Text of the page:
Pynchon's Gravity's Rainbow Essay

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Pynchon's Gravity's Rainbow


Thomas Ruggles Pynchon was born in 1937 in Glen's Cove, New York. He is the author of V., The Crying of Lot 49, Gravity's Rainbow, Slow Learner, Vineland, and Mason & Dixon. Nothing else is known of this author (not exactly true, but close enough to the truth to make that last blanket statement passable). He has attempted to veil himself in total obscurity and anonymity. For the most part, he has succeeded in this, save for a rare interview or two. In 1974 he received the National Book Award for Gravity's Rainbow. He would have been awarded The Pulitzer Prize as well, but his blatant disregard for narrative sequence led to a rift between the judges and the editorial board. Ultimately,
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He has the innate ability to take over people's daydreams so they can get on with their daily routine. In the book's first few chapters, he is delegated to the task of succoring a giant adenoid, which has been interfering with the thought processes of a high ranking British Official. And the story of Tyrone Slothrop is even stranger than Mexico's.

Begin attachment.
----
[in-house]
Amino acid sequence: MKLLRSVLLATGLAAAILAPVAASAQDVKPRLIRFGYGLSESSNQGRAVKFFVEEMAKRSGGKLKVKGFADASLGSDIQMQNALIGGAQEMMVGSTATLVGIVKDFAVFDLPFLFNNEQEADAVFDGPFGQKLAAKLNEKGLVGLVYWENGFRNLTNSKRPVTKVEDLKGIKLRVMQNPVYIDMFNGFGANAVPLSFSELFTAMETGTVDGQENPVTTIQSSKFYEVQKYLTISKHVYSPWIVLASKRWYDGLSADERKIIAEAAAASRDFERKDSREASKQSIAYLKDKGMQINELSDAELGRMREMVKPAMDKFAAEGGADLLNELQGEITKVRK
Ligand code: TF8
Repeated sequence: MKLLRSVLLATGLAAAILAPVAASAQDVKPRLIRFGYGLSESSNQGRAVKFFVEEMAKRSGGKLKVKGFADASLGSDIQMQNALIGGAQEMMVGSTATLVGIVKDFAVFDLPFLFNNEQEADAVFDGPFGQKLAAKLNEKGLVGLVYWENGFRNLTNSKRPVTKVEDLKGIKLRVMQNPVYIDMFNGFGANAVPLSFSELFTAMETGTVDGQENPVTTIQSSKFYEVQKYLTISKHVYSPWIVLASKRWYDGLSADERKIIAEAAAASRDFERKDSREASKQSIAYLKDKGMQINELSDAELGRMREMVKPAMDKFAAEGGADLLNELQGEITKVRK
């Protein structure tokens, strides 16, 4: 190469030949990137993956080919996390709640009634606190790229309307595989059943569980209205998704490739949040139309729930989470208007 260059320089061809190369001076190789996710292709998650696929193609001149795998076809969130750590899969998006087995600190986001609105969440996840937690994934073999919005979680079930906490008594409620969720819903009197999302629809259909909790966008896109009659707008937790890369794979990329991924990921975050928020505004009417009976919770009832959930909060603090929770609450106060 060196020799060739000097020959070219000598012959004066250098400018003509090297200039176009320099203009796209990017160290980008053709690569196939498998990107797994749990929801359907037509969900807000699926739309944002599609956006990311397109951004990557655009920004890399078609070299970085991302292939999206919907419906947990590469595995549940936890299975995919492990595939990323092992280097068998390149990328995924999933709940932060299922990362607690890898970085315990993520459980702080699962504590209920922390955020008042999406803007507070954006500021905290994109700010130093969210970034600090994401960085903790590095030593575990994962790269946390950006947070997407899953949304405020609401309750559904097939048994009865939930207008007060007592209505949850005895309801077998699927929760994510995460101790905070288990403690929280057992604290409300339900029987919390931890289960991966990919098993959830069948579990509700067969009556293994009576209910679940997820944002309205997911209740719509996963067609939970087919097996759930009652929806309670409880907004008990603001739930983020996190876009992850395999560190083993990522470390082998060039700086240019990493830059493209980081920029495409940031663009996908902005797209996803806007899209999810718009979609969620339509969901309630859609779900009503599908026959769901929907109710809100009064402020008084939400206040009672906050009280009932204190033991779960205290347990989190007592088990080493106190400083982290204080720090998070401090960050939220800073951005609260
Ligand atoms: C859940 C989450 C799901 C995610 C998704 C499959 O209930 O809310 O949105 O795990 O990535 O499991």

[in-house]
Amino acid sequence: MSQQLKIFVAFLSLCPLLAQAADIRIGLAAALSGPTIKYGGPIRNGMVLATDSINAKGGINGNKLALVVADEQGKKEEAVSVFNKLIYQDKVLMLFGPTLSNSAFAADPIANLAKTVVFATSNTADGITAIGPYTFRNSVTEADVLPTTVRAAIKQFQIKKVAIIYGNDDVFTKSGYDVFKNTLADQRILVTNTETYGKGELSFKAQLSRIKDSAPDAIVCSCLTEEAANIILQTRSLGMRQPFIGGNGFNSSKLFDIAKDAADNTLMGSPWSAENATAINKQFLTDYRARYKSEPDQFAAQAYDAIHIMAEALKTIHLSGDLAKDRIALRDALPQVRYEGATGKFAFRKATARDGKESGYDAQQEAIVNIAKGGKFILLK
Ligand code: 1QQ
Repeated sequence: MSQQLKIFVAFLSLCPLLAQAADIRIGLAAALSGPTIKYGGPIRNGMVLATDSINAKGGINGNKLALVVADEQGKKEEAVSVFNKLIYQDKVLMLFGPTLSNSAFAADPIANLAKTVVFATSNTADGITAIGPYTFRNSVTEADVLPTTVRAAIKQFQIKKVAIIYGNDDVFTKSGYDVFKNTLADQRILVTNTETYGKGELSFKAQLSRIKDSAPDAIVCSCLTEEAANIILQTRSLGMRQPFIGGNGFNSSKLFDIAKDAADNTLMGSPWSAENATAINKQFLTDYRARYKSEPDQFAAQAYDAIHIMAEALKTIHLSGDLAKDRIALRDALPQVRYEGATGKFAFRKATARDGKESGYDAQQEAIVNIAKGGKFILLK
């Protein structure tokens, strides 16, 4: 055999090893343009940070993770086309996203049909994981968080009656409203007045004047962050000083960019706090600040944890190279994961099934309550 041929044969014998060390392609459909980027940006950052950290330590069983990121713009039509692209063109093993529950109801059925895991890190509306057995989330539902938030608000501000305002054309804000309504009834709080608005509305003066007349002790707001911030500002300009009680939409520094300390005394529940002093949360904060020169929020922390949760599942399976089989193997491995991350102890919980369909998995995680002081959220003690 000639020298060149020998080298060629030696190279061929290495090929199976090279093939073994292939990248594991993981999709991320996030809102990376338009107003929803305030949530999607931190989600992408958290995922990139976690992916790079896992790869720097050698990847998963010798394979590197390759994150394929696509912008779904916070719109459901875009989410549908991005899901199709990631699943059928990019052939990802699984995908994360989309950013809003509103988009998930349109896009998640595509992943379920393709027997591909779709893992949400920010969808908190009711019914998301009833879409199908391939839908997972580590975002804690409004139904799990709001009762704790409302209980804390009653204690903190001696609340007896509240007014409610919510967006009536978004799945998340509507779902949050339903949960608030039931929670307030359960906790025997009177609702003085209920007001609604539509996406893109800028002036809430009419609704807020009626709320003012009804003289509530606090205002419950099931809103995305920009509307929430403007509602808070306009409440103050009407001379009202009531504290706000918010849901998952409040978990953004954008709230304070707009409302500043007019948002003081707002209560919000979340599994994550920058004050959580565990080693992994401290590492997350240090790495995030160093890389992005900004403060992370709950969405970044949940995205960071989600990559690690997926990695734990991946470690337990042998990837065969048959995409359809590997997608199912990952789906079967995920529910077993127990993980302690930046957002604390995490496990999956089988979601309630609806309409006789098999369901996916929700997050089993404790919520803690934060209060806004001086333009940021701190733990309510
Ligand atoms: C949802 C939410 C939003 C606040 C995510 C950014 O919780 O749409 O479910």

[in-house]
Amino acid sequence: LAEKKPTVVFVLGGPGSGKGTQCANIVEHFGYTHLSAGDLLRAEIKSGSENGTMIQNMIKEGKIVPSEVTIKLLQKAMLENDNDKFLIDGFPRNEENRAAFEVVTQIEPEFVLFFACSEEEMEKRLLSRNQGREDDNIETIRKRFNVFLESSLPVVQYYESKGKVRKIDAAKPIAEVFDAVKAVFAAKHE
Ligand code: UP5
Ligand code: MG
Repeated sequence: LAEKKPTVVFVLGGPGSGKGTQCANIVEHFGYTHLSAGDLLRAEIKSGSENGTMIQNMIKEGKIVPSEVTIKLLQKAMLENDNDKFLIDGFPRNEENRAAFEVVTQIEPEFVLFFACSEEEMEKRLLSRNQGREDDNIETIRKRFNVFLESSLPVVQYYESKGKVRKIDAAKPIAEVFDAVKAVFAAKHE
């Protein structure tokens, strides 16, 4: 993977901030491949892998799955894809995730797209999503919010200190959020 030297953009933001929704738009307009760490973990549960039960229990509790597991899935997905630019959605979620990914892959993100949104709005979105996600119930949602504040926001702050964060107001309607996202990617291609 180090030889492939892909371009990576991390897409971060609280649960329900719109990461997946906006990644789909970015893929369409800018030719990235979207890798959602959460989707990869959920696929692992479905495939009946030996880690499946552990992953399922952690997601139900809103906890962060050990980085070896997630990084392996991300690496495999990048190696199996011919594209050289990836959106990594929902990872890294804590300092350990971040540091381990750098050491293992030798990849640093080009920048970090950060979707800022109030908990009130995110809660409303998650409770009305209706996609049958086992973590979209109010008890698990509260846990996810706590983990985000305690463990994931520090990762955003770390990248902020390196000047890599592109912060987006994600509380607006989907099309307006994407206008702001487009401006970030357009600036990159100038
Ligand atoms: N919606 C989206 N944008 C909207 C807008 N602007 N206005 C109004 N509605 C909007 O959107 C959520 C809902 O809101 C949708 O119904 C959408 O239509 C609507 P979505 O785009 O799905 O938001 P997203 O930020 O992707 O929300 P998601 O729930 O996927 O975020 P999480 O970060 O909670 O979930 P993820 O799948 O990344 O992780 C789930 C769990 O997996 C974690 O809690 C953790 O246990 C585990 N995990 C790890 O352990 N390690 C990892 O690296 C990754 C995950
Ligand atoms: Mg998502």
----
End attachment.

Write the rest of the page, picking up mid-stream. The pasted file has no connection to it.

American Lieutenant Tyrone Slothrop is the chief protagonist in this book (being the main character in a book containing over 400 of them is a tough call). Dr. Lazlo Jamf, a prominent Pavlovian researcher conditioned him at birth to experience erections as a response to a conditioned set of stimuli (a loud noise, etc.). Something went awry however. Slothrop is now in England, an adult, and being extremely promiscuous with its female denizens. He records each of his conquests by placing a star on a map of London. The real problem lies in the fact that the star showing each liaison is the exact location of a V-2 strike, usually a couple of days later (and no, Slothrop is not working for German Intelligence). Throw in Pavlovian Theory, Pouisson distributions, Ranier Marie Rilke, Emily Dickinson, Thermodynamics, Organic Chemistry, Chaos Theory (which was not even around at the time of the book's publication), Eliot's Wasteland, Kabbalistic rituals, the Signs of the Zodiac, and a myriad of erudite minutiae, and you have but scratched the surface of the book's concepts.

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